Pacific Island countries face unique challenges participating in international trade, including their small size, difficulty achieving economies of scale, distance from markets, high cost of infrastructure, and vulnerability to extreme climatic events.
PACER Plus includes an implementing arrangement [PDF, 398 KB] to support Pacific countries to build their capacity to trade and attract investment, so that they can take full advantage of the opportunities that PACER Plus offers.
PACER Plus Readiness Package
Australia and New Zealand pledged a combined AU$7.7 million to support Pacific Island country signatories to ratify the agreement.
This Readiness Package included technical assistance for:
- legislative review
- updating and harmonising customs systems and tariff codes at the border
- training on transparency and notification requirements under the agreement
- training the private sector on the new, simplified rules of origin
- communications and stakeholder outreach
- planning and mitigating revenue loss from tariff reductions.
An example of an initiative is:
- Establishing a group of Pacific Rules of Origin trainers. This group from PACER Plus countries provides training to Pacific officials and businesses, so they can understand and take advantage of trade liberalisation opportunities in the agreement.
Development and Economic Cooperation Work Programme
Australia and New Zealand jointly committed AU$25.5 million for a five-year work programme from when PACER Plus entered into force (December 2020). The work programme will support Pacific Island countries to:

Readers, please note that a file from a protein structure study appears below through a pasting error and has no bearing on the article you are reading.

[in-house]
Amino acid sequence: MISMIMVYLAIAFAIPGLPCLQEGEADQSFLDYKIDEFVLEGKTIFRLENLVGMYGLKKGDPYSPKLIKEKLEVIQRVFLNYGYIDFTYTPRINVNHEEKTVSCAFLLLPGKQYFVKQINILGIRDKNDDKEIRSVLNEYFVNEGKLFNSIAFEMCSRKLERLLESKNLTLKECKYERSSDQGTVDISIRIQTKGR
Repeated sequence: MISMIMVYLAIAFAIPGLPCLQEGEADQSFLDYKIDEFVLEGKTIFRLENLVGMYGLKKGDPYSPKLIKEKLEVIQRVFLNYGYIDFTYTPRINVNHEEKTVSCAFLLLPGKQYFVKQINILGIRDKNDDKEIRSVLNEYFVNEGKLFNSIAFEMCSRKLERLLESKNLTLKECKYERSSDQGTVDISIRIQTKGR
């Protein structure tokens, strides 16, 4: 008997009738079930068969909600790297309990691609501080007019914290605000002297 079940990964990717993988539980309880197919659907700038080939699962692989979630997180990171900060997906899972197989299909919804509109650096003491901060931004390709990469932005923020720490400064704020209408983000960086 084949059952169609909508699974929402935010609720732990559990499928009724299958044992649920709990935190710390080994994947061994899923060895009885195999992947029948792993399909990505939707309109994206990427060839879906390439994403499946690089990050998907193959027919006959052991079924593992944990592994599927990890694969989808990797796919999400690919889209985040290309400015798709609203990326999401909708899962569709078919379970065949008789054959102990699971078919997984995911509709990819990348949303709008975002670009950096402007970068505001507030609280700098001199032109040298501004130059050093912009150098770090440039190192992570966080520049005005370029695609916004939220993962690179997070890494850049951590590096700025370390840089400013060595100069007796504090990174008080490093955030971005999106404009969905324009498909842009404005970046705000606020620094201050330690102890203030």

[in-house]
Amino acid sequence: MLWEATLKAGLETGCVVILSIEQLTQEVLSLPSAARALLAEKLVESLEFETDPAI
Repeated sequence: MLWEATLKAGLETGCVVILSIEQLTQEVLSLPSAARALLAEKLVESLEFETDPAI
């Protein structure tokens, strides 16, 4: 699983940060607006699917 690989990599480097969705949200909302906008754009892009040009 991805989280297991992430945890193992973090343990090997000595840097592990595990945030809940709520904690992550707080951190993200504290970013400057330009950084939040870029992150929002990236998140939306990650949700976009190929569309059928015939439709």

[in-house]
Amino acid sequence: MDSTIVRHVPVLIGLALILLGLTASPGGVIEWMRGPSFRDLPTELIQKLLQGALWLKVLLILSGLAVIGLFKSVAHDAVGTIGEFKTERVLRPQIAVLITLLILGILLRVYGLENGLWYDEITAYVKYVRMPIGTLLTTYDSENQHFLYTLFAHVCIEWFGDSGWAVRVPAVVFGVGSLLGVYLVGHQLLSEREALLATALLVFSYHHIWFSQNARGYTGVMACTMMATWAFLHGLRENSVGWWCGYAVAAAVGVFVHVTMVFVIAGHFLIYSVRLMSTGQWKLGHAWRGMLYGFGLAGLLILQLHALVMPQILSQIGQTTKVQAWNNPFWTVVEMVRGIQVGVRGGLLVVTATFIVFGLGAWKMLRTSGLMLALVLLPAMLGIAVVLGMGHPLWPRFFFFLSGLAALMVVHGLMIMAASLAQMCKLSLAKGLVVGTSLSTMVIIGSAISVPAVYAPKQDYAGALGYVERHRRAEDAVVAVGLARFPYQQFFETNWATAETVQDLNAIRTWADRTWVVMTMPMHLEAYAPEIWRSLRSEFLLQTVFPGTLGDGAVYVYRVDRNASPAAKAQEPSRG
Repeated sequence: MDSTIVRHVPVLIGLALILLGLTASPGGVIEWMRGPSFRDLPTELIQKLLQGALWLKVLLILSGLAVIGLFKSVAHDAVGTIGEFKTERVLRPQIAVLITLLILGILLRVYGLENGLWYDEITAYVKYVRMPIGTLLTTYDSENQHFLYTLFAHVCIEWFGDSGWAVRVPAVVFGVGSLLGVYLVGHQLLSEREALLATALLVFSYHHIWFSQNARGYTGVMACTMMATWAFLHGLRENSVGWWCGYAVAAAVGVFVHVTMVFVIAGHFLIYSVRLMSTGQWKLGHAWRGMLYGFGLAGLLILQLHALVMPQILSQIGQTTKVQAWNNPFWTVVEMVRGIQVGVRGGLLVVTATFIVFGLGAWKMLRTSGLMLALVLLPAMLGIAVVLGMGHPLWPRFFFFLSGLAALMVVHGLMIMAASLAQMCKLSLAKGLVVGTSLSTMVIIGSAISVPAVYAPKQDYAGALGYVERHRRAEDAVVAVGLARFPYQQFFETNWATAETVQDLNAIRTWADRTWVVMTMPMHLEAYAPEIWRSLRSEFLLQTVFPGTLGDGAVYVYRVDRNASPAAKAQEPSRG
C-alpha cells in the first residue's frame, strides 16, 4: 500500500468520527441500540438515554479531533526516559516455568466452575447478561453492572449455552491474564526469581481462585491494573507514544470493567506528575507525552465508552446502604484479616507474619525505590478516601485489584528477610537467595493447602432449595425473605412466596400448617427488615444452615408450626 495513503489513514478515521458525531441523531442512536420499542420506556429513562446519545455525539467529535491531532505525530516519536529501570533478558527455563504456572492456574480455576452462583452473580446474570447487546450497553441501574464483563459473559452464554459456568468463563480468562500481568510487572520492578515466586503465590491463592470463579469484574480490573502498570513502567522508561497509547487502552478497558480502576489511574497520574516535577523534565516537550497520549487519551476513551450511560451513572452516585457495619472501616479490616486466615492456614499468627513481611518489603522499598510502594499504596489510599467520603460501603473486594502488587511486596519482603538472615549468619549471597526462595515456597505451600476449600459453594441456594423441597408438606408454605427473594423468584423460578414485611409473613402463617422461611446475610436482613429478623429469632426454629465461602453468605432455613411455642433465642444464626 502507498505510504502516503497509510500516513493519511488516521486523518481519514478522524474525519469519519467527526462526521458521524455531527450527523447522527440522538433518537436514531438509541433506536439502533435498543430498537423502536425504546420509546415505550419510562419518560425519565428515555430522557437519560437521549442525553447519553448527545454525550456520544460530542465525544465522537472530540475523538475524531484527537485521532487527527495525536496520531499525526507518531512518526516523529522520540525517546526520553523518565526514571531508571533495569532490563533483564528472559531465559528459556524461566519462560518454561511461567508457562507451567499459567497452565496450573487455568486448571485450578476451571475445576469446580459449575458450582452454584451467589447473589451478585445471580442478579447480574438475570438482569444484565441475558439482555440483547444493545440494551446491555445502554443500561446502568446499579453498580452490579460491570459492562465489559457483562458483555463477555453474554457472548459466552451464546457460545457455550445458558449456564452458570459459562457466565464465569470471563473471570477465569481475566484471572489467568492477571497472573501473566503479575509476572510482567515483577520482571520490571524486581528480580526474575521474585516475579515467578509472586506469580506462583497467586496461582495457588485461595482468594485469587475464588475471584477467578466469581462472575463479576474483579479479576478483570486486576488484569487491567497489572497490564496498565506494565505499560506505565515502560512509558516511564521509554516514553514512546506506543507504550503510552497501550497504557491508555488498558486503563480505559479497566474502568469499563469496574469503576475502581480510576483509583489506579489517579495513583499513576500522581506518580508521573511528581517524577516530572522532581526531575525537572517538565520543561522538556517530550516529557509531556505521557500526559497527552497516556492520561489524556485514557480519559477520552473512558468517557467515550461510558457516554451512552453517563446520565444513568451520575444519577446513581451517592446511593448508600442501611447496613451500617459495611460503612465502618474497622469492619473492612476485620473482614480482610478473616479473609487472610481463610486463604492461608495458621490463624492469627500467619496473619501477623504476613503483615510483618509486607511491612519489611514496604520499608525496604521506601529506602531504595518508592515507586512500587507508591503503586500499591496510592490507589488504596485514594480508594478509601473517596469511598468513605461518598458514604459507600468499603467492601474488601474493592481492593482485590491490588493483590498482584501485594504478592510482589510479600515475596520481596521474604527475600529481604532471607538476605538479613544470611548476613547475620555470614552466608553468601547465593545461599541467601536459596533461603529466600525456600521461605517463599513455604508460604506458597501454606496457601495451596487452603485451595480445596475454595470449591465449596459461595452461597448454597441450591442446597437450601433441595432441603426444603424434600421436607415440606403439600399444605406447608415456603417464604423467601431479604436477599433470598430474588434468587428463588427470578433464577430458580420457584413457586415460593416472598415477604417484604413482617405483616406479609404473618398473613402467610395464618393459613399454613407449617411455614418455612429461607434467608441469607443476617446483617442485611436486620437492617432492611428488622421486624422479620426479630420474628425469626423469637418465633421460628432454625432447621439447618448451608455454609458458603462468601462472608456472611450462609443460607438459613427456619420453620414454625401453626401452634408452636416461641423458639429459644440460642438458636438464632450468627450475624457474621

- modernise their customs and clearance systems
- reduce biosecurity risks
- meet technical regulations and standards of foreign markets
- promote Pacific exports internationally; and
- attract investment into local enterprises.
Work programme priorities and funding are agreed by a PACER Plus Joint Committee which is made up of representatives from all parties. Operational aspects of the work programme are managed through the PACER Plus implementation unit.
Pacific Aid for Trade
New Zealand has also committed to invest at least 20 percent of its total Official Development Assistance (ODA) to aid for trade activities in the Pacific. This is also a five-year commitment from the date of entry into force. Examples of initiatives include:
- Enhanced Pacific Biosecurity and Market Access Partnership – which involves New Zealand partnering with the Pacific National Plant Protection Organisation to establish robust biosecurity export and import systems. This partnership aims to lift the Pacific’s capability to respond effectively to pest incursions and assist targeted Pacific Island countries to export agricultural products to New Zealand.
- ASYCUDA World – an online customs border management and trade facilitation system. This system will enable streamlined online customs services, reduced border transaction costs, improved revenue collection for governments and more reliable trade statistics.
In 2021, Aotearoa New Zealand announced an investment fund to support COVID-19 recovery in the Pacific. InvestPacific (external link)is a New Zealand based investment fund for the Pacific. It seeks to strengthen Pacific resilience through mid-sized investments that generate inclusive employment and sustainable development. The fund will partner with Pacific stakeholders to ensure investments generate real benefits for their communities.